Strength­en­ing Medi­care

In­dus­try to su­per­com­mit­tee: Back ex­change pro­gram

Modern Healthcare - - The Week In Healthcare - Jes­sica Zig­mond

As health­care groups lobby the deficit-re­duc­tion su­per­com­mit­tee on what it shouldn’t do, the CEOs of nearly 50 health­care or­ga­ni­za­tions are telling the law­mak­ers what they should do to sus­tain the Medi­care pro­gram over the long haul.

The Health­care Lead­er­ship Coun­cil re­leased its plan one day af­ter the Joint Se­lect Com­mit­tee on Deficit Re­duc­tion held its first hear­ing, which cen­tered on the driv­ers of Amer­ica’s debt and its threats. Rep­re­sent­ing a broad range of the health­care in­dus­try— in­clud­ing hos­pi­tals, drug and de­vice man­u­fac­tur­ers, health plans, nurses and the post-acute com­pa­nies—the coun­cil mapped out four rec­om­men­da­tions that it says will lead to Medi­care’s long-term vi­a­bil­ity and $410 bil­lion in sav­ings to the pro­gram over the next 10 years.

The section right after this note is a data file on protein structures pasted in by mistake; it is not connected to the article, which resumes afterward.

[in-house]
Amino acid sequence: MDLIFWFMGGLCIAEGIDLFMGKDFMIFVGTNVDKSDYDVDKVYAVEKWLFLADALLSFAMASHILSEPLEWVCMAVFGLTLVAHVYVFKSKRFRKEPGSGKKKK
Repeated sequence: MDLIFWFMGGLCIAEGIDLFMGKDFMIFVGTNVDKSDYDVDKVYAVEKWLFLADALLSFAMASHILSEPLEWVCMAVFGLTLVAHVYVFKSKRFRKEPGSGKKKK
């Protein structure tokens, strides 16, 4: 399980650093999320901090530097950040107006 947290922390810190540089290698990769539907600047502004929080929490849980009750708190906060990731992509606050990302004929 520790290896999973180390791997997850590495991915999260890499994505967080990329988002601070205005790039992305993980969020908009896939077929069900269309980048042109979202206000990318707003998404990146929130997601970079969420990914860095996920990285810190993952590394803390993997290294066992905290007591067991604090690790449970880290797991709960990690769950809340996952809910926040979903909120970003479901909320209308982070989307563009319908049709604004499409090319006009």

The coun­cil agreed unan­i­mously to the four rec­om­men­da­tions, in­clud­ing a new Medi­care ex­change in which pri­vate health plans would com­pete on the ba­sis of cost, qual­ity and value. The plan also sug­gests grad­u­ally in­creas­ing the Medi­care el­i­gi­bil­ity age to 67 from 65, cap­ping non-eco­nomic dam­ages in mal­prac­tice law­suits and re­form­ing Medi­care’s cost struc­ture.

Un­der the pro­posal, ben­e­fi­cia­ries would

AP PHOTO

Rep. Jeb Hen­sar­ling (R-Texas) and Sen. Patty Murray (D-Wash.), co-chairs of the su­per­com­mit­tee, con­vene the panel’s first hear­ing on Sept. 13.

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